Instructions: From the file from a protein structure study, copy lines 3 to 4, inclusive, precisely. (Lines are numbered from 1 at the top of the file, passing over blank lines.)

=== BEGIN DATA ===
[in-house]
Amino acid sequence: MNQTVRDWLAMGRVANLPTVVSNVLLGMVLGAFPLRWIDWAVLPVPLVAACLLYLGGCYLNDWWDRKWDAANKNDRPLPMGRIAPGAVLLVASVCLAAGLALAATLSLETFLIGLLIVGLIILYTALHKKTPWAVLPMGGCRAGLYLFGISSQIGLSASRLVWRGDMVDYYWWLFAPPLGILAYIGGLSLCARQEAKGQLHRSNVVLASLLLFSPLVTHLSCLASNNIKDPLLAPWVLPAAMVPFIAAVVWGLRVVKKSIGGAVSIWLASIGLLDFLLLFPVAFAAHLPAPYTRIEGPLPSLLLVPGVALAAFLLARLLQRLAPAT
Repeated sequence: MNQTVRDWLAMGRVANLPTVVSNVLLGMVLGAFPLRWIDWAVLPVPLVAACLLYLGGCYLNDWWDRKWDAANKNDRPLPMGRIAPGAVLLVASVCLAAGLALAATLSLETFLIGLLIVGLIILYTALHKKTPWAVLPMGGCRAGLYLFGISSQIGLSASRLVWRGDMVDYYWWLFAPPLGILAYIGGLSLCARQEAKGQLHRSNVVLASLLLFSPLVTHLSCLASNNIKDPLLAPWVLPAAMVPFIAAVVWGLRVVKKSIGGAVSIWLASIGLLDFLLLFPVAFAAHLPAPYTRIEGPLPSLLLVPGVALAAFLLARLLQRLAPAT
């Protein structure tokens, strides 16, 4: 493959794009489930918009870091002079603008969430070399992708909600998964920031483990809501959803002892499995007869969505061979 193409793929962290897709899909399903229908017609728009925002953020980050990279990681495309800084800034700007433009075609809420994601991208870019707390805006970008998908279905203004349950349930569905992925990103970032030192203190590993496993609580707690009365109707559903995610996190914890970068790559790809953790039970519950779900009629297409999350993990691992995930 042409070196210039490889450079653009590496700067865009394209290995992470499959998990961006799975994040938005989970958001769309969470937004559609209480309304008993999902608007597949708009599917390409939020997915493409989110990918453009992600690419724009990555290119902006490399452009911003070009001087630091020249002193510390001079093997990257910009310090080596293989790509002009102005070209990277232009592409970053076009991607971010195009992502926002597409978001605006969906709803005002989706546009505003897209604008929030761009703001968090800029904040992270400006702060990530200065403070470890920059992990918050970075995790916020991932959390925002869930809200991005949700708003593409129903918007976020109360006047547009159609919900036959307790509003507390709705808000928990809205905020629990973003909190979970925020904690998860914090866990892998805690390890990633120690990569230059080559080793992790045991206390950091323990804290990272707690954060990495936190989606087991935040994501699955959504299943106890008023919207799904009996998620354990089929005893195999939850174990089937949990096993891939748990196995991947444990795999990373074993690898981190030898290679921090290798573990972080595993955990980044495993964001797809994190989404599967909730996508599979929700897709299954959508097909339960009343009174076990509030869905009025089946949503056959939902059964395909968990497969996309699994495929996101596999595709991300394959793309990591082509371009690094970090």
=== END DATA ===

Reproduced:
Repeated sequence: MNQTVRDWLAMGRVANLPTVVSNVLLGMVLGAFPLRWIDWAVLPVPLVAACLLYLGGCYLNDWWDRKWDAANKNDRPLPMGRIAPGAVLLVASVCLAAGLALAATLSLETFLIGLLIVGLIILYTALHKKTPWAVLPMGGCRAGLYLFGISSQIGLSASRLVWRGDMVDYYWWLFAPPLGILAYIGGLSLCARQEAKGQLHRSNVVLASLLLFSPLVTHLSCLASNNIKDPLLAPWVLPAAMVPFIAAVVWGLRVVKKSIGGAVSIWLASIGLLDFLLLFPVAFAAHLPAPYTRIEGPLPSLLLVPGVALAAFLLARLLQRLAPAT
């Protein structure tokens, strides 16, 4: 493959794009489930918009870091002079603008969430070399992708909600998964920031483990809501959803002892499995007869969505061979 193409793929962290897709899909399903229908017609728009925002953020980050990279990681495309800084800034700007433009075609809420994601991208870019707390805006970008998908279905203004349950349930569905992925990103970032030192203190590993496993609580707690009365109707559903995610996190914890970068790559790809953790039970519950779900009629297409999350993990691992995930 042409070196210039490889450079653009590496700067865009394209290995992470499959998990961006799975994040938005989970958001769309969470937004559609209480309304008993999902608007597949708009599917390409939020997915493409989110990918453009992600690419724009990555290119902006490399452009911003070009001087630091020249002193510390001079093997990257910009310090080596293989790509002009102005070209990277232009592409970053076009991607971010195009992502926002597409978001605006969906709803005002989706546009505003897209604008929030761009703001968090800029904040992270400006702060990530200065403070470890920059992990918050970075995790916020991932959390925002869930809200991005949700708003593409129903918007976020109360006047547009159609919900036959307790509003507390709705808000928990809205905020629990973003909190979970925020904690998860914090866990892998805690390890990633120690990569230059080559080793992790045991206390950091323990804290990272707690954060990495936190989606087991935040994501699955959504299943106890008023919207799904009996998620354990089929005893195999939850174990089937949990096993891939748990196995991947444990795999990373074993690898981190030898290679921090290798573990972080595993955990980044495993964001797809994190989404599967909730996508599979929700897709299954959508097909339960009343009174076990509030869905009025089946949503056959939902059964395909968990497969996309699994495929996101596999595709991300394959793309990591082509371009690094970090």